The playlist is created on an external device, typically a personal computer (PC), and then is downloaded from the external device to the digital audio/visual actuator device for use at some later time. The external device communicates the playlist to the digital audio/visual actuator device by downloading the playlist file from the external device to the CD player via a connection between the two, such as by a physical cable, a radio frequency (RF) or wireless connection, or an infa-red (IR) connection. The digital audio/visual actuator device has storage capability sufficient to receive and permanently store the playlist file for later use. The software on the digital audio/visual actuator device is enhanced, if necessary, so that it is capable of accepting one or more playlists, storing and playing them as if they were playlists of actual digital storage devices, such as CDs. Once the playlist is stored, it may be played by the digital audio/visual actuator device at any time as if it were a playlist of an actual digital storage device. Unlike the prior art, the playlist file is not stored in volatile memory, so that even after turning off the digital audio/visual actuator device or otherwise losing power the playlist file is available for selection or modification. Playlists may therefore be later modified as desired.

Referring to FIG. 1, a block diagram of communications between an audio/visual actuator device 10 and an external device 14, such as a PC, according to the present invention, is shown. Audio/visual actuator device 10 is capable of playing a custom playlist to be created on the external device 14. Two-way communications between audio/visual actuator device 10 and external device 14 are accomplished by a two-way communications link 12 which may be a physical cable, a radio frequency (RF) or wireless connection, or an infa-red (IR) connection. The two-way communications link between audio/visual actuator device 10 and external device 14 facilitates creation of the custom playlist. Information about the tracks that may be added or deleted from the playlist, such as the table of contents (TOC) database containing information such as the number of tracks and length of each track, is provided to external device 14 from audio/visual actuator device 10. An example of the TOC database, as it might appear on a GUI of a PC, is illustrated in FIG. 2. Once the playlist is created or modified, it is downloaded by external device 14 to audio/visual actuator 10.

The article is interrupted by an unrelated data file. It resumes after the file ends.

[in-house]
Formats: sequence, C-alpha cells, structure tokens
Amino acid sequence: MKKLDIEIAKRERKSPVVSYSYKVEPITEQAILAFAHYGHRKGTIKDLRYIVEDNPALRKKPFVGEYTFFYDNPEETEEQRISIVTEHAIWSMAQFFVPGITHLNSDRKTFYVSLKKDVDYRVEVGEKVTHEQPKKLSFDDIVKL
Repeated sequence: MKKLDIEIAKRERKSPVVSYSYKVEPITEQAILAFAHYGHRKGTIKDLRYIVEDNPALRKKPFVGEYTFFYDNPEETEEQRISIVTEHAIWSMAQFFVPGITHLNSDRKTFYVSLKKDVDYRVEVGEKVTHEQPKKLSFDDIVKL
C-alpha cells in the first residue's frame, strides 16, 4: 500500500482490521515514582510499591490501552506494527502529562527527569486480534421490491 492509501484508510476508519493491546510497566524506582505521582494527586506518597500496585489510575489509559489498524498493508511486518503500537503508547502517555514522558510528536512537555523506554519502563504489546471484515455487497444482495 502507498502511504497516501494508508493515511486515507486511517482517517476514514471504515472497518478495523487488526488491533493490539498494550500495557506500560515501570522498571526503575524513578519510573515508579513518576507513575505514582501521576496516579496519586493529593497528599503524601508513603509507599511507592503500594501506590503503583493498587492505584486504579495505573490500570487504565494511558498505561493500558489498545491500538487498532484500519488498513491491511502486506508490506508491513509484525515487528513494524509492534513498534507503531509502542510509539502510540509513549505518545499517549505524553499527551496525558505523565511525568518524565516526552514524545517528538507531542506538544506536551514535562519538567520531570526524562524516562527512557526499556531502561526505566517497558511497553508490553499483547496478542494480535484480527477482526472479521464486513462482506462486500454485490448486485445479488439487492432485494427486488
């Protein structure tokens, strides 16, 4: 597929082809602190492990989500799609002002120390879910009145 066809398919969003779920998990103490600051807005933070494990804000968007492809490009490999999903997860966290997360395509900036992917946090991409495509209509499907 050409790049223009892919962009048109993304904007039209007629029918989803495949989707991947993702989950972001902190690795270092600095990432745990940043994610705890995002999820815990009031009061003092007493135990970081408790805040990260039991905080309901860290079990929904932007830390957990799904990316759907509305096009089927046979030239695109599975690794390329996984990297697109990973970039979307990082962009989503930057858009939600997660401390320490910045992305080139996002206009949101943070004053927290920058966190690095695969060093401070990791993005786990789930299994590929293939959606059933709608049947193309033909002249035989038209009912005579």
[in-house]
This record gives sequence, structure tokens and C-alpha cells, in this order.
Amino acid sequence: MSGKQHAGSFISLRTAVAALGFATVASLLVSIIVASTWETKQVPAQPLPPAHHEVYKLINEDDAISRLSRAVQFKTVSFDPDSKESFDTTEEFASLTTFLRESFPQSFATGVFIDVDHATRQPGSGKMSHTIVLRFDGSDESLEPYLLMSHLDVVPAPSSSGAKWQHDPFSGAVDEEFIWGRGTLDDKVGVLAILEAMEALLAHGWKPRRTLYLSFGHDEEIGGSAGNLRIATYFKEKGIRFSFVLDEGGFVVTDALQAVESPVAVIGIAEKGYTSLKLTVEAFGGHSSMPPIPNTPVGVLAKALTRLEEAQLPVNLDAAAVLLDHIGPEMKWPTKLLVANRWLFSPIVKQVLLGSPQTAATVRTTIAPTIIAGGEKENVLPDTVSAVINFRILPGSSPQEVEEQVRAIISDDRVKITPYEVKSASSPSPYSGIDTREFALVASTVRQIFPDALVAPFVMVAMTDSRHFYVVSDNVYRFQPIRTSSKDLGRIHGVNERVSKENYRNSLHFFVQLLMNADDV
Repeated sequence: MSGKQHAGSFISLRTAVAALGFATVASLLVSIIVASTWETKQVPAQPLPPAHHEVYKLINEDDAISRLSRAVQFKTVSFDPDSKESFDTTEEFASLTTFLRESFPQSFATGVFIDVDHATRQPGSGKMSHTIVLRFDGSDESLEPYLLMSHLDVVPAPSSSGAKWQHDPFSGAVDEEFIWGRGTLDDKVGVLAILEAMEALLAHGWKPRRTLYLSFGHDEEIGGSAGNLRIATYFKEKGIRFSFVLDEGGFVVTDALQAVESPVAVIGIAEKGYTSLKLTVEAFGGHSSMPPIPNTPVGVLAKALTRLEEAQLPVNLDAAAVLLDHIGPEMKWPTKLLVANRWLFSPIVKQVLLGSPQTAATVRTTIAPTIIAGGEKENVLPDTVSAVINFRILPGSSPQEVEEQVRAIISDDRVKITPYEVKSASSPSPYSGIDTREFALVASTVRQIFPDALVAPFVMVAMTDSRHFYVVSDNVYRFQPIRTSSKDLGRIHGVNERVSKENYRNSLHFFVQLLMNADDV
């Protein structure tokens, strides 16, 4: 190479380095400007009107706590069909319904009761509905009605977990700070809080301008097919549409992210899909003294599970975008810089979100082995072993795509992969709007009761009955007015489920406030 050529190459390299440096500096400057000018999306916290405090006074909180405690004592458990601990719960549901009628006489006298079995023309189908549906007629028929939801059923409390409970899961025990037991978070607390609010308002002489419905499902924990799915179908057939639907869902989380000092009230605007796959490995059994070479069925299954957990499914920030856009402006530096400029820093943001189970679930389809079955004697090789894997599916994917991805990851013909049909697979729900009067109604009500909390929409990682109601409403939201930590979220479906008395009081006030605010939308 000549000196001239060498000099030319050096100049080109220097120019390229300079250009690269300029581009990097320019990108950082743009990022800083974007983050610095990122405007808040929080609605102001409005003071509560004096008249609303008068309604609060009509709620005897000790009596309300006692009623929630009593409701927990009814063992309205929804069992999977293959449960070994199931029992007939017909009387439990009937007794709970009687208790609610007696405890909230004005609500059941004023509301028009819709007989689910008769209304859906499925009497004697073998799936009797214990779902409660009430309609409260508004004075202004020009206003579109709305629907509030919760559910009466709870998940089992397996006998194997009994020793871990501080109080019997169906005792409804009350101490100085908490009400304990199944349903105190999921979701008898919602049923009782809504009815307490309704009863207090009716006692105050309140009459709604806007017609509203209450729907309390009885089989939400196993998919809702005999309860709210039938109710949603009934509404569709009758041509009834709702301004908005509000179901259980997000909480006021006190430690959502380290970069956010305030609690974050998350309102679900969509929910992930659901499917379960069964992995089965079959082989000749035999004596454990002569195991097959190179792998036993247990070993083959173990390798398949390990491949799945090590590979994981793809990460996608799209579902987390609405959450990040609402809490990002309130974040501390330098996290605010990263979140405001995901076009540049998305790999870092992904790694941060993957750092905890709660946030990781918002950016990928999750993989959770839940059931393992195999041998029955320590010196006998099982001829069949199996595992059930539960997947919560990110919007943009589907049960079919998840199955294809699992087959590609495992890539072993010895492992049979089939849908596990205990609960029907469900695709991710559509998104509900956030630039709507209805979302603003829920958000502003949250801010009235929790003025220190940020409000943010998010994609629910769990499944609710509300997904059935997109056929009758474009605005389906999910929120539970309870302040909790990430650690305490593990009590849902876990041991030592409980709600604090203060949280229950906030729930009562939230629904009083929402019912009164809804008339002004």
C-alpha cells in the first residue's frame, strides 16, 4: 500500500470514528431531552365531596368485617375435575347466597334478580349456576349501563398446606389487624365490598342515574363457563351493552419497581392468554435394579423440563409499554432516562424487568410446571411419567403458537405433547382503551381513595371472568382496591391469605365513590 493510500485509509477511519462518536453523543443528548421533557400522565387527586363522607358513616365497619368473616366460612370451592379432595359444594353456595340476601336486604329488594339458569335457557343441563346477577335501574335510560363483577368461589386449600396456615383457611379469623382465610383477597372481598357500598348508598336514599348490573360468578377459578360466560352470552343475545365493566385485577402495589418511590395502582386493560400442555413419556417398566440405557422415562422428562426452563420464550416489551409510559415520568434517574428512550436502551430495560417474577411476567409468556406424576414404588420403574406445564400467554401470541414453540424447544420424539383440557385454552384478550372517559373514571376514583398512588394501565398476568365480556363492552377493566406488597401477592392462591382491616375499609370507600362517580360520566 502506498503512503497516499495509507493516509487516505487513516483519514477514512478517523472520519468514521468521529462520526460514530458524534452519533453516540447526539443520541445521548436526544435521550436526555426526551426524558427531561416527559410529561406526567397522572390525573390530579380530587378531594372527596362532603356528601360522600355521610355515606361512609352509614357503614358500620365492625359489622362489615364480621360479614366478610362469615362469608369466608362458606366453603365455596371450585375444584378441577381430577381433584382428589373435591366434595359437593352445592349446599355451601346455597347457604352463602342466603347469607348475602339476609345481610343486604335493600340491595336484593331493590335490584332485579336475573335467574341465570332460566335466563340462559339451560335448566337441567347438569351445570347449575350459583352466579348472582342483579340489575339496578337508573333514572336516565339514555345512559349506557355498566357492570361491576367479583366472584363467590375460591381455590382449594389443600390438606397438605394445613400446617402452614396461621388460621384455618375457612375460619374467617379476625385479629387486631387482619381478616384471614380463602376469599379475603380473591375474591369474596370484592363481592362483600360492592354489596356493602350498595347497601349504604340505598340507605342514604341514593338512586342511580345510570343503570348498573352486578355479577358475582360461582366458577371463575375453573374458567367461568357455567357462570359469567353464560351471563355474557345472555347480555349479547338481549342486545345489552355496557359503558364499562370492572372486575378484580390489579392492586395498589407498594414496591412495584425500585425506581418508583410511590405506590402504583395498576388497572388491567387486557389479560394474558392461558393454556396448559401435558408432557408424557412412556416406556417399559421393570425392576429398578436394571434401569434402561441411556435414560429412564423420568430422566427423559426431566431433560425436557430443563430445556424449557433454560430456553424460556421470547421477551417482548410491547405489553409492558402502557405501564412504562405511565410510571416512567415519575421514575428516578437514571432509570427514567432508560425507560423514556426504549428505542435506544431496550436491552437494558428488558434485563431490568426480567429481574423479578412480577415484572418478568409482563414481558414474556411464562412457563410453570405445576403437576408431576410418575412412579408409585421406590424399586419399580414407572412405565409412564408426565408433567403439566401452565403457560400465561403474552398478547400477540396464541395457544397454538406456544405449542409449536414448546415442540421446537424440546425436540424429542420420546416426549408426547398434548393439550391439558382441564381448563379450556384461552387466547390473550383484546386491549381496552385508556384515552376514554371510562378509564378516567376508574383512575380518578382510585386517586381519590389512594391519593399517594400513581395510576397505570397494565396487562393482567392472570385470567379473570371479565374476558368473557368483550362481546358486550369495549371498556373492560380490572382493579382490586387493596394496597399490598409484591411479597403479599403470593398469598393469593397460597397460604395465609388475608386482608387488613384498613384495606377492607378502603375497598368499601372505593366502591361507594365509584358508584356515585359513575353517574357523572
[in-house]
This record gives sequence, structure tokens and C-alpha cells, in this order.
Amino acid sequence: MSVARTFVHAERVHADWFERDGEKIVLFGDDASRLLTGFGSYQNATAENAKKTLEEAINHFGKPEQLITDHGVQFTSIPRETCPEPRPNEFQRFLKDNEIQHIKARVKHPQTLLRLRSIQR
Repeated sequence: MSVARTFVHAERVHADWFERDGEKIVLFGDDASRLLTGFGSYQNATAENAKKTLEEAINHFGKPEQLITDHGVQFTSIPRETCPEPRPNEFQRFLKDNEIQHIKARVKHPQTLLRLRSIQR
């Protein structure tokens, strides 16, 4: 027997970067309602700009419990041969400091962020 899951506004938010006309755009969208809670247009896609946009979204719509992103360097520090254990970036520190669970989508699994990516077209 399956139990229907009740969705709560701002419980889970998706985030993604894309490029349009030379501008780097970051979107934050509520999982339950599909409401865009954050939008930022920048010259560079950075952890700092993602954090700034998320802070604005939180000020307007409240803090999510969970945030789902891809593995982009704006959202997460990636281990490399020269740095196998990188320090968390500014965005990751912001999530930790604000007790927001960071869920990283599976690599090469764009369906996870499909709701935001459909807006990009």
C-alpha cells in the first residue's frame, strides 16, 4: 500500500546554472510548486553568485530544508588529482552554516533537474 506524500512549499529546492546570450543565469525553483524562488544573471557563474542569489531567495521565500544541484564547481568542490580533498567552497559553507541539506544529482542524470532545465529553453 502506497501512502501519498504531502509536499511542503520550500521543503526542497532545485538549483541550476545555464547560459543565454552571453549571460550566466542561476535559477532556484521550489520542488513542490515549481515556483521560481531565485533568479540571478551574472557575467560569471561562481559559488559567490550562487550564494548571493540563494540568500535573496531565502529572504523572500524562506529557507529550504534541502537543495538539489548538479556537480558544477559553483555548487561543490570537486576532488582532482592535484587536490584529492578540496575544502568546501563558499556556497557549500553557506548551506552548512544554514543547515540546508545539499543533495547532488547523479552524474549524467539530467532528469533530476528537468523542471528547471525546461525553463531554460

Referring to FIG. 3, it will be noted that external device 14 may also receive information pertinent to creating or modifying the playlist from external information sources 18, such as the Internet or world wide web, over two-way communications link 16. For instance, music CDs are now available over the Internet and tracks from such CDs may be added to the custom playlist to be played by audio/visual actuator device 10. It should be further noted that, as shown in FIG. 4, external device 14 may download the custom playlist to remote control unit 22 via communications link 20 in addition to downloading the playlist to audio/visual actuator device 10. In this way, it is possible for remote control unit 22 to control audio/visual actuator device 10 by sending to it appropriate control commands concerning playing the playlist.

FIG. 5 is a flowchart that illustrates the steps for creating, playing and modifying a custom playlist, according to the present invention. Decision Block 30 inquires as to whether the user desires to create a custom playlist using the present invention. If the response is yes, then a custom playlist is created on external device 14 and saved to non-volatile memory in the digital audio/visual actuator device 10 at Block 40. If the response is no, the flow proceeds to Decision Block 50. At Decision Block 50, the user must decide whether the playlist that has been created and saved is to be modified. If the playlist is to be modified, then, at Block 60, the playlist is modified and again saved. Next, at Decision Block 70, the user must decide whether to play the playlist. The playlist is played at Block 80 or the flow terminates if the playlist is not to be played.

Creation of the playlist 40 will now be described. Referring to FIG. 6, at Block 42 the user chooses a track to be added to the playlist file that will be saved by the digital audio/visual actuator device. Selection of tracks to be added to the playlist may be accomplished in any number of ways. For instance, the user may choose to limit the number of tracks from which the playlist may be created by limiting the number of available tracks to those sung by a certain artist, i.e. “Elvis”, or those having a title that contains the certain term, i.e. “love”. This step is illustrated in the GUI representations of FIGS. 7a and 7 b in which the word “love” is searched for in the title of various tracks available to be added to the playlist. Identifying information about this track, such as the track index from the TOC of the digital storage device on which the track is stored, that is capable of identifying the track is saved to the playlist file at Block 43. Next, the user must decide whether another track is to be added to the playlist at Decision Block 44. If another track is to be added to the playlist, the flow returns to Block 42. If, however, another track is not to be added to the playlist the flow continues to Decision Block 45. At Decision Block 45, the user is given the opportunity to delete any tracks added to the playlist that the user wishes to now delete from it. This is accomplished at Block 46. If no tracks are to be deleted from the playlist, the flow proceeds to Block 47. At Block 47, the playlist is saved in non-volatile memory in digital audio/visual actuator device 10.